What would you like for dinner? The very question throws open a lot of possibilities, and it requires that you give it thought. Even if you settle on a cuisine — Thai, for instance — are you going to try a noodle dish, or sticky rice? Pork or seafood? We could do this all night, couldn’t we?
In the restaurant business, you can always tell a professional server by their drink offer, or their dessert offer. An average server will open with, “What can I get you to drink?” A pro will ask you, “How does a Grey Goose martini sound?” The difference is vast. One is an open-ended stream; the other is a yes-or-no question. Even if you don’t want a Grey Goose martini (and that’s not my drink of choice), it usually jolts you into answering with the drink you do want, without that open-ended feeling.
By the way, is it any surprise I’d choose to hire Justin Levy and Colin Browning to work with me at New Marketing Labs. Justin owns a restaurant and Colin is an accomplished barbecue cook.
One factor in my professional career that I believe has given me the most success is something I learned from one of my first great bosses, Dave Johnson from NYNEX (now Verizon). Dave never wanted me to bring him a problem. He wanted me to bring him one or two recommended solutions to a problem.
As best as I can, this is something I practice all the time in business.
By learning reasonably early that recommending solutions was way better received than asking for answers, I started down a road that has, so far, been really darned successful. You can do the same thing. It only takes a little bit of thought each time.
Narrow Things Down
Menus. Restaurants have menus. Now, technically, a decent chef can cook plenty of things with the right ingredients and tools. But smart restaurants build menus around things they know they can successfully sell, around things they know their customer base likes, and around things that can set them apart from other local restaurants.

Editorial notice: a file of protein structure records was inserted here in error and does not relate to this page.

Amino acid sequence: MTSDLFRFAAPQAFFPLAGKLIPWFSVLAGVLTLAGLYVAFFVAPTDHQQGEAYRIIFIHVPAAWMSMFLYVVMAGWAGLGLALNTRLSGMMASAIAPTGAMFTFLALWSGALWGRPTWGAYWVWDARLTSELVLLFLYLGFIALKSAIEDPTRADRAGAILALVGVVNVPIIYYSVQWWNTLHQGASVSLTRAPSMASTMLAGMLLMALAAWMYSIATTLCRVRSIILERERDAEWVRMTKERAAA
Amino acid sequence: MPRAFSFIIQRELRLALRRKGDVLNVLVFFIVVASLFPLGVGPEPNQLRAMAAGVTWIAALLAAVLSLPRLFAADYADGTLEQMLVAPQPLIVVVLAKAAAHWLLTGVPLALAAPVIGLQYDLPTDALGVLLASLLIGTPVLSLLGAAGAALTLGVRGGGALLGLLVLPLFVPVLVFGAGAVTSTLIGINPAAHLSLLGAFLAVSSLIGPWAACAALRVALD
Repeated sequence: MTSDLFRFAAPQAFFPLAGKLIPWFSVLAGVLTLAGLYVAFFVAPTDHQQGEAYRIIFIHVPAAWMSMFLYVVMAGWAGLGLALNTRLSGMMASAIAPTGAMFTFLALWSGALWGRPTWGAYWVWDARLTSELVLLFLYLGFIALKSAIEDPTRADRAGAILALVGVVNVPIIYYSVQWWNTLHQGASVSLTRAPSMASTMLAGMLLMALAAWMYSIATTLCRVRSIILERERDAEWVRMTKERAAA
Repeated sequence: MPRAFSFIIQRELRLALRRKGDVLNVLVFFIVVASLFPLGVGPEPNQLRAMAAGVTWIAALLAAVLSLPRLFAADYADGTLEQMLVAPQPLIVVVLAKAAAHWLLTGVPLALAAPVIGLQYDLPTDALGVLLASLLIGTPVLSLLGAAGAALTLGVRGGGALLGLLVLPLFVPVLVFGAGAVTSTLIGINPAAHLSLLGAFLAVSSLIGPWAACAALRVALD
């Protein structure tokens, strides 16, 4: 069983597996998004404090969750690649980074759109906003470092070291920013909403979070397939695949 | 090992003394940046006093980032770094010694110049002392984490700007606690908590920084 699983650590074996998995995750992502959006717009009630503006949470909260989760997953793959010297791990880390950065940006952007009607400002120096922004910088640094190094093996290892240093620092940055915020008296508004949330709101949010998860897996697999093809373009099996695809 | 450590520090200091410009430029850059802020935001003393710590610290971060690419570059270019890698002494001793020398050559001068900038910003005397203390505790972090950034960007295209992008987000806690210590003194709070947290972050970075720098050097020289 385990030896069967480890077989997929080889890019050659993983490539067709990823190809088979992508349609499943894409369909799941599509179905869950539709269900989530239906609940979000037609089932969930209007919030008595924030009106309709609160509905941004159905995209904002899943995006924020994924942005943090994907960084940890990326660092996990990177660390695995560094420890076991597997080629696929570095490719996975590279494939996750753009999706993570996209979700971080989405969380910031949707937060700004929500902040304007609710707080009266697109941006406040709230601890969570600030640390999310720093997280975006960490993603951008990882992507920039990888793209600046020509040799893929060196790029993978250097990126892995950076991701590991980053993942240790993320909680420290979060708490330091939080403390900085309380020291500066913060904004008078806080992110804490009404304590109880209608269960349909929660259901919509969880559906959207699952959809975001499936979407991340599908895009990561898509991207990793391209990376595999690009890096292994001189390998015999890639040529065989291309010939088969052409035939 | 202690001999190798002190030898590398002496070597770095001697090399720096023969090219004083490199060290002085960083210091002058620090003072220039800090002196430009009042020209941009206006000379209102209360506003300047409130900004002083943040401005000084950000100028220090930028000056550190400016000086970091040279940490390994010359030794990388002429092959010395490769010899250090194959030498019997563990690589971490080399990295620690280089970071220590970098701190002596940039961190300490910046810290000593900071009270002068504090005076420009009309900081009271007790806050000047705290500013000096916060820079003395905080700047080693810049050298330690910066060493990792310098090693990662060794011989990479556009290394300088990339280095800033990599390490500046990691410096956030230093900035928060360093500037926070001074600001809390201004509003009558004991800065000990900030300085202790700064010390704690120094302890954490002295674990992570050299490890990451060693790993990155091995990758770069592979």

Do you have a menu? Is it small enough for your customers to pick from? If you were a server, would you have the right drink by name that would spark your guest’s interest?
Write a Great Menu
I went to a restaurant in Billings, Montana, that turns out to be a chain. Famous Dave’s is an award-winning barbecue restaurant, with a menu containing such writing as, “Georgia Chopped Pork: Smoked for up to 8 hours and chopped to order, our BBQ-slathered pork is juicier than a Georgia peach.”
What I like about everything on the menu (see it all here is that every choice seems like a good one, if that’s what you’re hungry for. A great menu, and by extension, an excellent server, makes you feel like you’ve selected exactly the right meal for the night.
Does your business communication do that?
A Neighborhood Feel
I wrote a little while back about my experience at Applebees. I’ve also written about cafe-shaped businesses. What I’m getting at is that the biggest opportunity these social media tools permits us is the choice to be a homey feeling restaurant, like a family kitchen, instead of a cold chain experience. It’s up to us to keep that feeling in mind.
Is your restaurant – or your online presence – inviting? Do you have room for people to gather around? Is your kitchen a showplace, or just a mechanized delivery system? If you’re the chef or the owner, do you circulate around the tables and talk to your guests? What are they enjoying? How can you better serve them?
And, what’s for dessert?
At dinner the other night (also in Billings, Montana, where my clients took me to four different amazing restaurants), the servers forgot to clear the dishes the moment we were done eating. This left a dozen or so people talking around the bones of our meals. It was uncomfortable. We all were aware. And it was one of those situations where it seemed every server in the restaurant vanished at once.
It’s a little thing, but it’s a big thing, and that came right before the bill, where we decide on the value of our server’s contributions.
In business, always finish strong. The dining experience doesn’t end with the delicious main course. It ends when the guests have left the restaurant and all the business in between the first lifting of a fork until the car door shuts is still yours to win.
Remember, we want them coming back.
And now that we’re done, may I ask, how was your dining experience?
Photo credit Nadya Peek